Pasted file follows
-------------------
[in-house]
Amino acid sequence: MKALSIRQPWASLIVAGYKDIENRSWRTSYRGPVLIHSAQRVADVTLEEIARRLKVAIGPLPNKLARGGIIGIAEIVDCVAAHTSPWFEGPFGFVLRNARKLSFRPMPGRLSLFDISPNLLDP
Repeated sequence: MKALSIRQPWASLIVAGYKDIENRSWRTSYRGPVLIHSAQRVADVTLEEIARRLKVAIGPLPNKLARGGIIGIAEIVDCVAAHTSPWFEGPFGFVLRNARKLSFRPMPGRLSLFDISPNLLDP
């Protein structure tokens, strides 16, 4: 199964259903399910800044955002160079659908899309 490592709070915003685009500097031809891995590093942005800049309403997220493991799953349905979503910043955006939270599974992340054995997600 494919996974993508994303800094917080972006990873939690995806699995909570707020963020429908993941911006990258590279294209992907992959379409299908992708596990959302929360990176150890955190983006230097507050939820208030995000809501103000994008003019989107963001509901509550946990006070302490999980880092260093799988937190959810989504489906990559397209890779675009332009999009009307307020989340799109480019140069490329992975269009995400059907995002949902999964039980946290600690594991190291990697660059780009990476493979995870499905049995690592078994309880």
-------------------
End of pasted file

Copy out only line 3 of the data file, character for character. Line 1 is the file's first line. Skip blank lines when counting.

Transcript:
Repeated sequence: MKALSIRQPWASLIVAGYKDIENRSWRTSYRGPVLIHSAQRVADVTLEEIARRLKVAIGPLPNKLARGGIIGIAEIVDCVAAHTSPWFEGPFGFVLRNARKLSFRPMPGRLSLFDISPNLLDP